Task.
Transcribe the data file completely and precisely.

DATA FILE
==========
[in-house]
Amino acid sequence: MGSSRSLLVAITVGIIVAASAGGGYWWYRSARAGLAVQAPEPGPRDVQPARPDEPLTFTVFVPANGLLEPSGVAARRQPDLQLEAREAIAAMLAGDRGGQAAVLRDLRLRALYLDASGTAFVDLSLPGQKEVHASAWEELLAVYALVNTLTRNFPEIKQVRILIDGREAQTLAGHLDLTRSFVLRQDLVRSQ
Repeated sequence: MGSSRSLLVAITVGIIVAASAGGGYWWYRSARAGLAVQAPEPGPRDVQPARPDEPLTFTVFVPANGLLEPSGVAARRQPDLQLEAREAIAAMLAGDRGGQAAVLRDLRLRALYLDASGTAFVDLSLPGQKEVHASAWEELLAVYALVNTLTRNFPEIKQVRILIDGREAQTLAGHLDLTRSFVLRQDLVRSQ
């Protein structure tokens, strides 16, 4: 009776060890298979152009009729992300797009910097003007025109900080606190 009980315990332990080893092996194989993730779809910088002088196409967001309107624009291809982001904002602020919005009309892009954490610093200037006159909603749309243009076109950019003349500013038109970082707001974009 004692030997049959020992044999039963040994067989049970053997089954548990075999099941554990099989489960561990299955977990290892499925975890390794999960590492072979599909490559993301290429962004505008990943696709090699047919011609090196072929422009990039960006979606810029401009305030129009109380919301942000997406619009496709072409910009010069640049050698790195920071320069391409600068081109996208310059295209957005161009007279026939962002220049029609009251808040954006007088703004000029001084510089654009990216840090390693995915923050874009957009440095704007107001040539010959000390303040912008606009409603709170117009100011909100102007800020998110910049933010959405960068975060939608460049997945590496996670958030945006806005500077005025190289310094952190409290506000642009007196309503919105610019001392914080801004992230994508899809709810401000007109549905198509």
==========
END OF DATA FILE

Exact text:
[in-house]
Amino acid sequence: MGSSRSLLVAITVGIIVAASAGGGYWWYRSARAGLAVQAPEPGPRDVQPARPDEPLTFTVFVPANGLLEPSGVAARRQPDLQLEAREAIAAMLAGDRGGQAAVLRDLRLRALYLDASGTAFVDLSLPGQKEVHASAWEELLAVYALVNTLTRNFPEIKQVRILIDGREAQTLAGHLDLTRSFVLRQDLVRSQ
Repeated sequence: MGSSRSLLVAITVGIIVAASAGGGYWWYRSARAGLAVQAPEPGPRDVQPARPDEPLTFTVFVPANGLLEPSGVAARRQPDLQLEAREAIAAMLAGDRGGQAAVLRDLRLRALYLDASGTAFVDLSLPGQKEVHASAWEELLAVYALVNTLTRNFPEIKQVRILIDGREAQTLAGHLDLTRSFVLRQDLVRSQ
């Protein structure tokens, strides 16, 4: 009776060890298979152009009729992300797009910097003007025109900080606190 009980315990332990080893092996194989993730779809910088002088196409967001309107624009291809982001904002602020919005009309892009954490610093200037006159909603749309243009076109950019003349500013038109970082707001974009 004692030997049959020992044999039963040994067989049970053997089954548990075999099941554990099989489960561990299955977990290892499925975890390794999960590492072979599909490559993301290429962004505008990943696709090699047919011609090196072929422009990039960006979606810029401009305030129009109380919301942000997406619009496709072409910009010069640049050698790195920071320069391409600068081109996208310059295209957005161009007279026939962002220049029609009251808040954006007088703004000029001084510089654009990216840090390693995915923050874009957009440095704007107001040539010959000390303040912008606009409603709170117009100011909100102007800020998110910049933010959405960068975060939608460049997945590496996670958030945006806005500077005025190289310094952190409290506000642009007196309503919105610019001392914080801004992230994508899809709810401000007109549905198509």